01. Cloud Atlas & Holy Motors
These films take unique looks at primality, transformation and the evolution of personal identity and are pure adrenaline filtered through the lens of fantasy. Deeply-flawed or seriously genius, you decide, but either way both richly spark the imagination.
02. Django Unchained
Tarantino tops himself yet again with this outrageous, creative exploration of freedom.
Moving, relevant and wrenchingly human, Haneke has rarely been so tender, but it is the bite of his acerbic screenplay that lends even more gravitas.
04. Rust and Bone
Few directors can claim to be as consistently original and moving as Jacques Audiard, who tops himself yet again with this modern melodrama that recalls a bloody, impoverished world that might have been constructed by a distaff Douglas Sirk.
Why is Sam Mendes not being talked about more as a serious Best Director possibility for this incredible—and profitable—addition to the James Bond franchise?
One of Speilberg’s finest hours, period. Lincoln is almost like watching a painting from an American master come to vivid life thanks to cinematographer Janusz Kaminski.
07. Middle of Nowhere
Ava DuVernay’s film has been widely compared to Charles Burnett’s Killer of Sheep and other similar landmark films from the Black Cinema canon, yet for my money, the writer-director has really evoked Krzysztof Kieslowski and Ingmar Bergman in this study of loneliness and independence.
08. Take This Waltz
Sarah Polley is a woman who enjoys taking risks cinematically, and her latest film, starring an incandescent Michelle Williams, is funny, heartbreaking, romantic and real.
09. Moonrise Kingdom
The creator of very specific worlds, Wes Anderson must be given his due for yet again staying true to his renowned comic book colorful aesthetic but also for exploring new territory with this bittersweet, highly original film.
10. Keep the Lights On
Ira Sachs’ spare, heartfelt film has stayed with me since Sundance. Keep the Lights On somehow manages to speak both universally and intimately and is a complex, harrowing rumination on trust, need and sexuality.
Best Directors: Andy Wachowski, Lana Wachowski, & Tom Tykwer - Cloud Atlas
Runner Up: Quentin Tarantino - Django Unchained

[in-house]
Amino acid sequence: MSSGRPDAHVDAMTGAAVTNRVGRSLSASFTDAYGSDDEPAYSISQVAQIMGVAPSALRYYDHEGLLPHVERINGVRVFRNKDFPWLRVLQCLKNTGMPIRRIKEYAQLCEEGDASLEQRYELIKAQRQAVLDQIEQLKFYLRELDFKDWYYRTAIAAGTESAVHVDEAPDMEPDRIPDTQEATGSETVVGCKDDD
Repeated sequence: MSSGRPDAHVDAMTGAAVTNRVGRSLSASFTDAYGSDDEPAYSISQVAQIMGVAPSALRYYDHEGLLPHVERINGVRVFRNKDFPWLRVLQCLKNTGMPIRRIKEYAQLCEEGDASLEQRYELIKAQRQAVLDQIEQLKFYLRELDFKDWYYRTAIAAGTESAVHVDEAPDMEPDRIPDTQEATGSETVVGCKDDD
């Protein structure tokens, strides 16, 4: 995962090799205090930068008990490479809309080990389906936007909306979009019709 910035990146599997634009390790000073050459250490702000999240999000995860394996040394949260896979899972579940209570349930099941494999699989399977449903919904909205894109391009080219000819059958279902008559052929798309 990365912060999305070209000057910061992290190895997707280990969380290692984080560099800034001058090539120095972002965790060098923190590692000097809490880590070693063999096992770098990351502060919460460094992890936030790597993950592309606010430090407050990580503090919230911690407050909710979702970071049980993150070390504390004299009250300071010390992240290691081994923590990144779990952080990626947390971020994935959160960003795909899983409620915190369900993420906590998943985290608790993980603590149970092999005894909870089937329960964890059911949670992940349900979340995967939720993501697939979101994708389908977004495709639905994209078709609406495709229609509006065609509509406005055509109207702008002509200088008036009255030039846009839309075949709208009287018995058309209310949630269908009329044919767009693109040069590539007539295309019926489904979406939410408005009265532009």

Also Notable: Jacques Audiard - Rust & Bone, Leos Carax - Holy Motors, Ava DuVernay - Middle of Nowhere, Michael Haneke - Amour and Sam Mendes - Skyfall
Ensemble of the Year: Cloud Atlas
Runner Up: Django Unchained
Also Notable: Lincoln, Moonrise Kingdom, and Skyfall
Best Actor: Denis Lavant - Holy Motors
In a year that saw so many leading men transform, Lavant’s physical and emotional work in Leos Carax’s brilliant film takes the cake. He holds Holy Motors together with several meticulous characterizations.
Runner Up: Daniel Day-Lewis - Lincoln
Also Notable: Richard Gere - Arbitrage, Tom Hanks - Cloud Atlas, Joaquin Phoenix & Philip Seymour Hoffman - The Master and Jean-Louis Trintignant - Amour
Best Actress: Emanuelle Riva - Amour
Riva, who is a Statuesque favorite for her work in Alain Resnais’ masterpiece Hiroshima Mon Amour (1959), simply gives the performance of a lifetime for Michael Haneke. Brava.
Runner Up: Julianne Moore - Game Change if this film had been released theatrically, Moore might have finally won an Oscar.
Also Notable: Emayatzy Corinealdi - Middle of Nowhere, Helen Hunt - The Sessions, Melanie Lynskey - Hello I Must Be Going, Mira Sorvino Union Square and Michelle Williams - Take This Waltz
Best Supporting Actor: Samuel L. Jackson - Django Unchained
Runners Up: Robert De Niro - Silver Linings Playbook and Jude Law - Anna Karenina
Also Notable: Tommy Lee Jones - Lincoln, David Oyelowo – Lincoln, Middle of Nowhere, The Paperboy & Red Tails and Ben Wishaw - Cloud Atlas & Skyfall
Best Supporting Actress: Sally Field - Lincoln
Runner Up: Nicole Kidman - The Paperboy
Also Notable: Carmen Ejogo – Sparkle, Isabelle Huppert – Amour, Susan Sarandon - Arbitrage, Cloud Atlas & Jeff Who Lives at Home, Lorraine Toussaint - Middle of Nowhere, Kerry Washington - Django Unchained
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// Moving Pixels
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